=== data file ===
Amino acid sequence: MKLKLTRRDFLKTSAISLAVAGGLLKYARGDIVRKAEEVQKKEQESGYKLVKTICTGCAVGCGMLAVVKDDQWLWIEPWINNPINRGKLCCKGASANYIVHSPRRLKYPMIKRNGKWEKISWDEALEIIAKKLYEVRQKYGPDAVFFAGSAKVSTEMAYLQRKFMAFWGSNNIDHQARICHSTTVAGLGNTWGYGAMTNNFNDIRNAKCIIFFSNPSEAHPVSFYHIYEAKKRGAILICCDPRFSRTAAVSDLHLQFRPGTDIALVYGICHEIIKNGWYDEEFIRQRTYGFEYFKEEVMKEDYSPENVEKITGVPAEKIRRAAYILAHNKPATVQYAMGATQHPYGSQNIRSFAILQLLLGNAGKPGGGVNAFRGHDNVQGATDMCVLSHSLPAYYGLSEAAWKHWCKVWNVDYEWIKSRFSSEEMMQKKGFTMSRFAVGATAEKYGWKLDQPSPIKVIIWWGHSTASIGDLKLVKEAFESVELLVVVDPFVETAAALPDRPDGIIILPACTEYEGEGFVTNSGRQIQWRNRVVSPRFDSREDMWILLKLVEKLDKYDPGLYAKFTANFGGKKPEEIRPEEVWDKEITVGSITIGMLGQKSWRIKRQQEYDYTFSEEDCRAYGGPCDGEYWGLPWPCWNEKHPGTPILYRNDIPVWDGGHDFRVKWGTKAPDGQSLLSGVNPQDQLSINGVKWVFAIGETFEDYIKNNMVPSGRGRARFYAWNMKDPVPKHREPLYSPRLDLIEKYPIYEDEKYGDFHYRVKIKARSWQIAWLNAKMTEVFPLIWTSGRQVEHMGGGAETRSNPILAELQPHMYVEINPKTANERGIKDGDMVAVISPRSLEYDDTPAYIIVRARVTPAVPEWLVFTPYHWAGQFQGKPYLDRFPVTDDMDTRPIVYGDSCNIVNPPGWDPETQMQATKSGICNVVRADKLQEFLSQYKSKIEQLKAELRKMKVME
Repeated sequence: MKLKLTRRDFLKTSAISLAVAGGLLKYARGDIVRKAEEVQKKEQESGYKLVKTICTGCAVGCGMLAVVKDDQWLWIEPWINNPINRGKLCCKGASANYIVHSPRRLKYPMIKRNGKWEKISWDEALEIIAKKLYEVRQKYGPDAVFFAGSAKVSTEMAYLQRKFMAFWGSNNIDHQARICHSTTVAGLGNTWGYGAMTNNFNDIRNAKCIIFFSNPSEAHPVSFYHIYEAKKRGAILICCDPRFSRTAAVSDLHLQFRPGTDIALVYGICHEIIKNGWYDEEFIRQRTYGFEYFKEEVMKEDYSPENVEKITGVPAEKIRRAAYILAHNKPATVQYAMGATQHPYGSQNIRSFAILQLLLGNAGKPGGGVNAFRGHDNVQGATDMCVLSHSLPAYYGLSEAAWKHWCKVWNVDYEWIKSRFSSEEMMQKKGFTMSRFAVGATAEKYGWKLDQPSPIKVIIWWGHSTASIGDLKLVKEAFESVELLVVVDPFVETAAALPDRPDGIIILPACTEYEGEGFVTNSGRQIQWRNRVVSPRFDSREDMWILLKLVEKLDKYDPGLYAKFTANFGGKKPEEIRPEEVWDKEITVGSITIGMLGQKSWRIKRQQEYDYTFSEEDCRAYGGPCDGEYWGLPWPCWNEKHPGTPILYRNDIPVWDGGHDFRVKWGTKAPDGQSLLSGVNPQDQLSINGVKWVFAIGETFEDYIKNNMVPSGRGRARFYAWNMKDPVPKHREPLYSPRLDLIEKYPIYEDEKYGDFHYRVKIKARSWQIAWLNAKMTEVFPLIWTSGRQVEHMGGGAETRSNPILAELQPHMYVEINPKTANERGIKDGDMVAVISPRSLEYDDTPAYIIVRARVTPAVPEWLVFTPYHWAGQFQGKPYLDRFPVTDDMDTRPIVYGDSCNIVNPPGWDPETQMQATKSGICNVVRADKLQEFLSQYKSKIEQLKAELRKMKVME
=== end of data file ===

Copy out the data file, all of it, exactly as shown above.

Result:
Amino acid sequence: MKLKLTRRDFLKTSAISLAVAGGLLKYARGDIVRKAEEVQKKEQESGYKLVKTICTGCAVGCGMLAVVKDDQWLWIEPWINNPINRGKLCCKGASANYIVHSPRRLKYPMIKRNGKWEKISWDEALEIIAKKLYEVRQKYGPDAVFFAGSAKVSTEMAYLQRKFMAFWGSNNIDHQARICHSTTVAGLGNTWGYGAMTNNFNDIRNAKCIIFFSNPSEAHPVSFYHIYEAKKRGAILICCDPRFSRTAAVSDLHLQFRPGTDIALVYGICHEIIKNGWYDEEFIRQRTYGFEYFKEEVMKEDYSPENVEKITGVPAEKIRRAAYILAHNKPATVQYAMGATQHPYGSQNIRSFAILQLLLGNAGKPGGGVNAFRGHDNVQGATDMCVLSHSLPAYYGLSEAAWKHWCKVWNVDYEWIKSRFSSEEMMQKKGFTMSRFAVGATAEKYGWKLDQPSPIKVIIWWGHSTASIGDLKLVKEAFESVELLVVVDPFVETAAALPDRPDGIIILPACTEYEGEGFVTNSGRQIQWRNRVVSPRFDSREDMWILLKLVEKLDKYDPGLYAKFTANFGGKKPEEIRPEEVWDKEITVGSITIGMLGQKSWRIKRQQEYDYTFSEEDCRAYGGPCDGEYWGLPWPCWNEKHPGTPILYRNDIPVWDGGHDFRVKWGTKAPDGQSLLSGVNPQDQLSINGVKWVFAIGETFEDYIKNNMVPSGRGRARFYAWNMKDPVPKHREPLYSPRLDLIEKYPIYEDEKYGDFHYRVKIKARSWQIAWLNAKMTEVFPLIWTSGRQVEHMGGGAETRSNPILAELQPHMYVEINPKTANERGIKDGDMVAVISPRSLEYDDTPAYIIVRARVTPAVPEWLVFTPYHWAGQFQGKPYLDRFPVTDDMDTRPIVYGDSCNIVNPPGWDPETQMQATKSGICNVVRADKLQEFLSQYKSKIEQLKAELRKMKVME
Repeated sequence: MKLKLTRRDFLKTSAISLAVAGGLLKYARGDIVRKAEEVQKKEQESGYKLVKTICTGCAVGCGMLAVVKDDQWLWIEPWINNPINRGKLCCKGASANYIVHSPRRLKYPMIKRNGKWEKISWDEALEIIAKKLYEVRQKYGPDAVFFAGSAKVSTEMAYLQRKFMAFWGSNNIDHQARICHSTTVAGLGNTWGYGAMTNNFNDIRNAKCIIFFSNPSEAHPVSFYHIYEAKKRGAILICCDPRFSRTAAVSDLHLQFRPGTDIALVYGICHEIIKNGWYDEEFIRQRTYGFEYFKEEVMKEDYSPENVEKITGVPAEKIRRAAYILAHNKPATVQYAMGATQHPYGSQNIRSFAILQLLLGNAGKPGGGVNAFRGHDNVQGATDMCVLSHSLPAYYGLSEAAWKHWCKVWNVDYEWIKSRFSSEEMMQKKGFTMSRFAVGATAEKYGWKLDQPSPIKVIIWWGHSTASIGDLKLVKEAFESVELLVVVDPFVETAAALPDRPDGIIILPACTEYEGEGFVTNSGRQIQWRNRVVSPRFDSREDMWILLKLVEKLDKYDPGLYAKFTANFGGKKPEEIRPEEVWDKEITVGSITIGMLGQKSWRIKRQQEYDYTFSEEDCRAYGGPCDGEYWGLPWPCWNEKHPGTPILYRNDIPVWDGGHDFRVKWGTKAPDGQSLLSGVNPQDQLSINGVKWVFAIGETFEDYIKNNMVPSGRGRARFYAWNMKDPVPKHREPLYSPRLDLIEKYPIYEDEKYGDFHYRVKIKARSWQIAWLNAKMTEVFPLIWTSGRQVEHMGGGAETRSNPILAELQPHMYVEINPKTANERGIKDGDMVAVISPRSLEYDDTPAYIIVRARVTPAVPEWLVFTPYHWAGQFQGKPYLDRFPVTDDMDTRPIVYGDSCNIVNPPGWDPETQMQATKSGICNVVRADKLQEFLSQYKSKIEQLKAELRKMKVME